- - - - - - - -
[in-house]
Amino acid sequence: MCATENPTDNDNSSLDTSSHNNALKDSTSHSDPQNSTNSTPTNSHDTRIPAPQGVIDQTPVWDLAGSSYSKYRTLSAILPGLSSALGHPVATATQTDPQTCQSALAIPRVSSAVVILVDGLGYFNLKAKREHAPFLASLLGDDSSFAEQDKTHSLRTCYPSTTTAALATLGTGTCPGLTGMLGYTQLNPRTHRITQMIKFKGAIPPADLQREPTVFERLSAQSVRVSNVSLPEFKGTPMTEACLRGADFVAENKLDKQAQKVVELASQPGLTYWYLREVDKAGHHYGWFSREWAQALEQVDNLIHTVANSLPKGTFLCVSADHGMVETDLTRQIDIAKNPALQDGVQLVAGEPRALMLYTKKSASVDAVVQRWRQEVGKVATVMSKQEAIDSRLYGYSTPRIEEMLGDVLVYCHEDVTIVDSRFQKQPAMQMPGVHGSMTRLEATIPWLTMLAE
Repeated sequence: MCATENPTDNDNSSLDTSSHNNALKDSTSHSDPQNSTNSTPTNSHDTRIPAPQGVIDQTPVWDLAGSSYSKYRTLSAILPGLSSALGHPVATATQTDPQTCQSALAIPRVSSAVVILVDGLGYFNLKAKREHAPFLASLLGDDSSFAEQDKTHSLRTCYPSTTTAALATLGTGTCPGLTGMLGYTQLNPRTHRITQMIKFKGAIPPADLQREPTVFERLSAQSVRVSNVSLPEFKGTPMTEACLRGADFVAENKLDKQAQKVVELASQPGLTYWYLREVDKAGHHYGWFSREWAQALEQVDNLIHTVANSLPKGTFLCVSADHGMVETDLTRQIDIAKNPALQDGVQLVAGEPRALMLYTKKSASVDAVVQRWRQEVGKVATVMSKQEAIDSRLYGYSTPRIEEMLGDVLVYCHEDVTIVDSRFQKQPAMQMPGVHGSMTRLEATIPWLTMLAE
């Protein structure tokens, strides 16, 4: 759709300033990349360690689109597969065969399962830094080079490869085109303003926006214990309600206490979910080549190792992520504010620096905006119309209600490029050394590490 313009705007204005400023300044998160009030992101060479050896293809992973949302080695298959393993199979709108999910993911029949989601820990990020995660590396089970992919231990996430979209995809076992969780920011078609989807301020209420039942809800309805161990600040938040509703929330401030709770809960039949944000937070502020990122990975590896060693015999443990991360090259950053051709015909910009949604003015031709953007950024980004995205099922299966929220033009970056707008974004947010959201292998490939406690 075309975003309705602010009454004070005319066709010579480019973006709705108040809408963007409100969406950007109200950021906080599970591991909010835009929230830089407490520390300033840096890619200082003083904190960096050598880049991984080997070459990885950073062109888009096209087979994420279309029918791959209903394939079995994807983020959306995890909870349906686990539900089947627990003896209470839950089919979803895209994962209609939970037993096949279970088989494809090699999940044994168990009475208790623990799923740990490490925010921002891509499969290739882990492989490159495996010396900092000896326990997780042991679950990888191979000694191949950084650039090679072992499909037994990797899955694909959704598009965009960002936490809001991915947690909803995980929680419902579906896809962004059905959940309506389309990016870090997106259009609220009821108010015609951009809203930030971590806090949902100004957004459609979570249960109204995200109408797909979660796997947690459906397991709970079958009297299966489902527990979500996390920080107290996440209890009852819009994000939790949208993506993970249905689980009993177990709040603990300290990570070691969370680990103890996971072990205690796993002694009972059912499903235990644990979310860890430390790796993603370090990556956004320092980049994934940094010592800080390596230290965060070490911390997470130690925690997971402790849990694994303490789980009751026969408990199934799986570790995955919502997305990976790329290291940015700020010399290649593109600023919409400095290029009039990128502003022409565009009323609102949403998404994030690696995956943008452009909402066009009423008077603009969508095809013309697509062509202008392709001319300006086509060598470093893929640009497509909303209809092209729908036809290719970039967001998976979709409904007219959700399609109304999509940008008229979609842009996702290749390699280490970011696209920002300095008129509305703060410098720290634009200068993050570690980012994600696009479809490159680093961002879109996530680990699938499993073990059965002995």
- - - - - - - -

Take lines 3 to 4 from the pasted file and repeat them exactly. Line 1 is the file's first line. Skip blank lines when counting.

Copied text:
Repeated sequence: MCATENPTDNDNSSLDTSSHNNALKDSTSHSDPQNSTNSTPTNSHDTRIPAPQGVIDQTPVWDLAGSSYSKYRTLSAILPGLSSALGHPVATATQTDPQTCQSALAIPRVSSAVVILVDGLGYFNLKAKREHAPFLASLLGDDSSFAEQDKTHSLRTCYPSTTTAALATLGTGTCPGLTGMLGYTQLNPRTHRITQMIKFKGAIPPADLQREPTVFERLSAQSVRVSNVSLPEFKGTPMTEACLRGADFVAENKLDKQAQKVVELASQPGLTYWYLREVDKAGHHYGWFSREWAQALEQVDNLIHTVANSLPKGTFLCVSADHGMVETDLTRQIDIAKNPALQDGVQLVAGEPRALMLYTKKSASVDAVVQRWRQEVGKVATVMSKQEAIDSRLYGYSTPRIEEMLGDVLVYCHEDVTIVDSRFQKQPAMQMPGVHGSMTRLEATIPWLTMLAE
């Protein structure tokens, strides 16, 4: 759709300033990349360690689109597969065969399962830094080079490869085109303003926006214990309600206490979910080549190792992520504010620096905006119309209600490029050394590490 313009705007204005400023300044998160009030992101060479050896293809992973949302080695298959393993199979709108999910993911029949989601820990990020995660590396089970992919231990996430979209995809076992969780920011078609989807301020209420039942809800309805161990600040938040509703929330401030709770809960039949944000937070502020990122990975590896060693015999443990991360090259950053051709015909910009949604003015031709953007950024980004995205099922299966929220033009970056707008974004947010959201292998490939406690 075309975003309705602010009454004070005319066709010579480019973006709705108040809408963007409100969406950007109200950021906080599970591991909010835009929230830089407490520390300033840096890619200082003083904190960096050598880049991984080997070459990885950073062109888009096209087979994420279309029918791959209903394939079995994807983020959306995890909870349906686990539900089947627990003896209470839950089919979803895209994962209609939970037993096949279970088989494809090699999940044994168990009475208790623990799923740990490490925010921002891509499969290739882990492989490159495996010396900092000896326990997780042991679950990888191979000694191949950084650039090679072992499909037994990797899955694909959704598009965009960002936490809001991915947690909803995980929680419902579906896809962004059905959940309506389309990016870090997106259009609220009821108010015609951009809203930030971590806090949902100004957004459609979570249960109204995200109408797909979660796997947690459906397991709970079958009297299966489902527990979500996390920080107290996440209890009852819009994000939790949208993506993970249905689980009993177990709040603990300290990570070691969370680990103890996971072990205690796993002694009972059912499903235990644990979310860890430390790796993603370090990556956004320092980049994934940094010592800080390596230290965060070490911390997470130690925690997971402790849990694994303490789980009751026969408990199934799986570790995955919502997305990976790329290291940015700020010399290649593109600023919409400095290029009039990128502003022409565009009323609102949403998404994030690696995956943008452009909402066009009423008077603009969508095809013309697509062509202008392709001319300006086509060598470093893929640009497509909303209809092209729908036809290719970039967001998976979709409904007219959700399609109304999509940008008229979609842009996702290749390699280490970011696209920002300095008129509305703060410098720290634009200068993050570690980012994600696009479809490159680093961002879109996530680990699938499993073990059965002995």